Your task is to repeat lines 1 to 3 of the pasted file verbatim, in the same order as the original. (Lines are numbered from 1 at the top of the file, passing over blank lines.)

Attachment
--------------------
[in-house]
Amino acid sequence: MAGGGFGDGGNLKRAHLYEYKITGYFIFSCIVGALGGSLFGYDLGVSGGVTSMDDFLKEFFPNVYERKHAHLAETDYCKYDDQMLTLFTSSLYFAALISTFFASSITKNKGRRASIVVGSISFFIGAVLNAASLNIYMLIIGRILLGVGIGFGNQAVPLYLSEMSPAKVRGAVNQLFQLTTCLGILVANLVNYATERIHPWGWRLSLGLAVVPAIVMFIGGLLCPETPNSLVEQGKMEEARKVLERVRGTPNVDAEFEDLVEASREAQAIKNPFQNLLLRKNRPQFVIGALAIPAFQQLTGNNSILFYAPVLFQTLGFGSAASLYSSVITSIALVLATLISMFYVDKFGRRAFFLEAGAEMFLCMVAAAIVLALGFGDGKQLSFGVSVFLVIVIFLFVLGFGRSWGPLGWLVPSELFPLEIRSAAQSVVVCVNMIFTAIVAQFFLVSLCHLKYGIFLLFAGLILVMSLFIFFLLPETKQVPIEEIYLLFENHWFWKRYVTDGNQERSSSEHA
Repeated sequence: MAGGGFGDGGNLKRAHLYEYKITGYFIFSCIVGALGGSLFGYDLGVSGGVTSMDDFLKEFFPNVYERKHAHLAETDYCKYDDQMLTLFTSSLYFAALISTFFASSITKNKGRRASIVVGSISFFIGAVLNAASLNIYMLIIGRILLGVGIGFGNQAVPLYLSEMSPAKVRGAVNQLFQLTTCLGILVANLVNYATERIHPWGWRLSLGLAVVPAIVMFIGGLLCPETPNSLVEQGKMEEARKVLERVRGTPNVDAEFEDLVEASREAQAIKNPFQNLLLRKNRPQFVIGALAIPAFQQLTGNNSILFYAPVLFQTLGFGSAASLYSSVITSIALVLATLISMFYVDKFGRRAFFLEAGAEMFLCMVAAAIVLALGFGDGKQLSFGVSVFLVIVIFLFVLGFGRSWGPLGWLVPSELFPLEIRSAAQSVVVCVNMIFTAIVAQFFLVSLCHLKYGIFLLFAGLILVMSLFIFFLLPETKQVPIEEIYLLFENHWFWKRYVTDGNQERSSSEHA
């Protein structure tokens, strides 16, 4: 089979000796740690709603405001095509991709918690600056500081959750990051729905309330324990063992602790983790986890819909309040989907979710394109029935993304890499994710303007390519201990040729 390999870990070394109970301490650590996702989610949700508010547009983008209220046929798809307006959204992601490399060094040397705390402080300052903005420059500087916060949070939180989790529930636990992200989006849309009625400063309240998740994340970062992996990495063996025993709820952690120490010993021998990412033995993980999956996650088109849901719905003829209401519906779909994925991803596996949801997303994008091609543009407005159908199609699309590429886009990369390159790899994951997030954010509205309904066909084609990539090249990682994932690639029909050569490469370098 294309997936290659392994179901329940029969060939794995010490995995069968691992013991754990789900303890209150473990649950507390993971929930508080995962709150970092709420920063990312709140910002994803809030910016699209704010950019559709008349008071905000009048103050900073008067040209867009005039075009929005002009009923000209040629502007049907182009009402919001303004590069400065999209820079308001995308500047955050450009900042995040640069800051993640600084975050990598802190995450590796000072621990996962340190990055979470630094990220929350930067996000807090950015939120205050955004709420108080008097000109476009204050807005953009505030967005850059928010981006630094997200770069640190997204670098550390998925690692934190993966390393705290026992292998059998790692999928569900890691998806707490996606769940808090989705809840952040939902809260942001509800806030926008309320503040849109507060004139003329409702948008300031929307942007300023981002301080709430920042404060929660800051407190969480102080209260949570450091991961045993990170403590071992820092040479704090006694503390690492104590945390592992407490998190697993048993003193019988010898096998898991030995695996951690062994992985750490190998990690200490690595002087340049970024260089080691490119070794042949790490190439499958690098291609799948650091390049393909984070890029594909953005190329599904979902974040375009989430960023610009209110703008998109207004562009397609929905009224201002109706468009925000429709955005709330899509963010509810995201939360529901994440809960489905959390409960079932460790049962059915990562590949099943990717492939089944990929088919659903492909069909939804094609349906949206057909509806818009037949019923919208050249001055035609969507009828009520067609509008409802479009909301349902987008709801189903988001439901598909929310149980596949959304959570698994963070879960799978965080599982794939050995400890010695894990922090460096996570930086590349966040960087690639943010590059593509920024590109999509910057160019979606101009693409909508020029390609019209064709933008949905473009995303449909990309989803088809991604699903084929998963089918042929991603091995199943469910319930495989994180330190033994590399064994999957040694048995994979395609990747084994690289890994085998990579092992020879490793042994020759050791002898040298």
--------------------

[in-house]
Amino acid sequence: MAGGGFGDGGNLKRAHLYEYKITGYFIFSCIVGALGGSLFGYDLGVSGGVTSMDDFLKEFFPNVYERKHAHLAETDYCKYDDQMLTLFTSSLYFAALISTFFASSITKNKGRRASIVVGSISFFIGAVLNAASLNIYMLIIGRILLGVGIGFGNQAVPLYLSEMSPAKVRGAVNQLFQLTTCLGILVANLVNYATERIHPWGWRLSLGLAVVPAIVMFIGGLLCPETPNSLVEQGKMEEARKVLERVRGTPNVDAEFEDLVEASREAQAIKNPFQNLLLRKNRPQFVIGALAIPAFQQLTGNNSILFYAPVLFQTLGFGSAASLYSSVITSIALVLATLISMFYVDKFGRRAFFLEAGAEMFLCMVAAAIVLALGFGDGKQLSFGVSVFLVIVIFLFVLGFGRSWGPLGWLVPSELFPLEIRSAAQSVVVCVNMIFTAIVAQFFLVSLCHLKYGIFLLFAGLILVMSLFIFFLLPETKQVPIEEIYLLFENHWFWKRYVTDGNQERSSSEHA
Repeated sequence: MAGGGFGDGGNLKRAHLYEYKITGYFIFSCIVGALGGSLFGYDLGVSGGVTSMDDFLKEFFPNVYERKHAHLAETDYCKYDDQMLTLFTSSLYFAALISTFFASSITKNKGRRASIVVGSISFFIGAVLNAASLNIYMLIIGRILLGVGIGFGNQAVPLYLSEMSPAKVRGAVNQLFQLTTCLGILVANLVNYATERIHPWGWRLSLGLAVVPAIVMFIGGLLCPETPNSLVEQGKMEEARKVLERVRGTPNVDAEFEDLVEASREAQAIKNPFQNLLLRKNRPQFVIGALAIPAFQQLTGNNSILFYAPVLFQTLGFGSAASLYSSVITSIALVLATLISMFYVDKFGRRAFFLEAGAEMFLCMVAAAIVLALGFGDGKQLSFGVSVFLVIVIFLFVLGFGRSWGPLGWLVPSELFPLEIRSAAQSVVVCVNMIFTAIVAQFFLVSLCHLKYGIFLLFAGLILVMSLFIFFLLPETKQVPIEEIYLLFENHWFWKRYVTDGNQERSSSEHA